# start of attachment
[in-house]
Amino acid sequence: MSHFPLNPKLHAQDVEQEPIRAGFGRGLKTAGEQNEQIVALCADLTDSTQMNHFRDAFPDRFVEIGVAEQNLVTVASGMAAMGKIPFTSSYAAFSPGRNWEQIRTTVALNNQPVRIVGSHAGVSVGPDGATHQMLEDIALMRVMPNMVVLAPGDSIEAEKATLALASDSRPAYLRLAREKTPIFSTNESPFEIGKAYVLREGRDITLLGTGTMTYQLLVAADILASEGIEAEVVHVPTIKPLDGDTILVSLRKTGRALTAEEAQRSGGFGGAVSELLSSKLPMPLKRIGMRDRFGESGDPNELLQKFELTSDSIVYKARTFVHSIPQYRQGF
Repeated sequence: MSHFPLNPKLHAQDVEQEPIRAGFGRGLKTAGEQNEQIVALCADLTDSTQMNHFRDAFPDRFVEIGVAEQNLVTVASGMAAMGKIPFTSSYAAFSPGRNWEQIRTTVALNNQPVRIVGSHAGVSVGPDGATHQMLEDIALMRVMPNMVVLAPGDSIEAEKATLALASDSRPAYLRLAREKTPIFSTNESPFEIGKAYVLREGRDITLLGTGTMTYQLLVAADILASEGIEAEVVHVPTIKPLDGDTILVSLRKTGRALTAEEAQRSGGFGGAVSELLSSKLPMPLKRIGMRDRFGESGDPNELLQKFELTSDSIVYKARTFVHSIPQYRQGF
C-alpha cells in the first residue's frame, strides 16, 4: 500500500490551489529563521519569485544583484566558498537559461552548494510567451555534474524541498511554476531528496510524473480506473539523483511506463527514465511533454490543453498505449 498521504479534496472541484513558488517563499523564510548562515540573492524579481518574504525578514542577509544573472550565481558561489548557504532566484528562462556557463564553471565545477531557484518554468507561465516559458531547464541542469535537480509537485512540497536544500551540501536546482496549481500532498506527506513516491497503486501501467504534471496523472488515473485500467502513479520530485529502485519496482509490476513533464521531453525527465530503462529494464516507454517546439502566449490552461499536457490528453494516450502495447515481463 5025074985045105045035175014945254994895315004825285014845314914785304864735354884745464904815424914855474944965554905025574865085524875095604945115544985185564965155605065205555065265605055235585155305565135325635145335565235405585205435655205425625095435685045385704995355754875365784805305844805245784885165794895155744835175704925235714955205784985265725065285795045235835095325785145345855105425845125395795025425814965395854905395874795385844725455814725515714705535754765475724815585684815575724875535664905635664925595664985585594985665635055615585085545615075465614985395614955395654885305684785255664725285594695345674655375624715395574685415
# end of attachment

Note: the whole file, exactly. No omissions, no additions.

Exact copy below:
[in-house]
Amino acid sequence: MSHFPLNPKLHAQDVEQEPIRAGFGRGLKTAGEQNEQIVALCADLTDSTQMNHFRDAFPDRFVEIGVAEQNLVTVASGMAAMGKIPFTSSYAAFSPGRNWEQIRTTVALNNQPVRIVGSHAGVSVGPDGATHQMLEDIALMRVMPNMVVLAPGDSIEAEKATLALASDSRPAYLRLAREKTPIFSTNESPFEIGKAYVLREGRDITLLGTGTMTYQLLVAADILASEGIEAEVVHVPTIKPLDGDTILVSLRKTGRALTAEEAQRSGGFGGAVSELLSSKLPMPLKRIGMRDRFGESGDPNELLQKFELTSDSIVYKARTFVHSIPQYRQGF
Repeated sequence: MSHFPLNPKLHAQDVEQEPIRAGFGRGLKTAGEQNEQIVALCADLTDSTQMNHFRDAFPDRFVEIGVAEQNLVTVASGMAAMGKIPFTSSYAAFSPGRNWEQIRTTVALNNQPVRIVGSHAGVSVGPDGATHQMLEDIALMRVMPNMVVLAPGDSIEAEKATLALASDSRPAYLRLAREKTPIFSTNESPFEIGKAYVLREGRDITLLGTGTMTYQLLVAADILASEGIEAEVVHVPTIKPLDGDTILVSLRKTGRALTAEEAQRSGGFGGAVSELLSSKLPMPLKRIGMRDRFGESGDPNELLQKFELTSDSIVYKARTFVHSIPQYRQGF
C-alpha cells in the first residue's frame, strides 16, 4: 500500500490551489529563521519569485544583484566558498537559461552548494510567451555534474524541498511554476531528496510524473480506473539523483511506463527514465511533454490543453498505449 498521504479534496472541484513558488517563499523564510548562515540573492524579481518574504525578514542577509544573472550565481558561489548557504532566484528562462556557463564553471565545477531557484518554468507561465516559458531547464541542469535537480509537485512540497536544500551540501536546482496549481500532498506527506513516491497503486501501467504534471496523472488515473485500467502513479520530485529502485519496482509490476513533464521531453525527465530503462529494464516507454517546439502566449490552461499536457490528453494516450502495447515481463 5025074985045105045035175014945254994895315004825285014845314914785304864735354884745464904815424914855474944965554905025574865085524875095604945115544985185564965155605065205555065265605055235585155305565135325635145335565235405585205435655205425625095435685045385704995355754875365784805305844805245784885165794895155744835175704925235714955205784985265725065285795045235835095325785145345855105425845125395795025425814965395854905395874795385844725455814725515714705535754765475724815585684815575724875535664905635664925595664985585594985665635055615585085545615075465614985395614955395654885305684785255664725285594695345674655375624715395574685415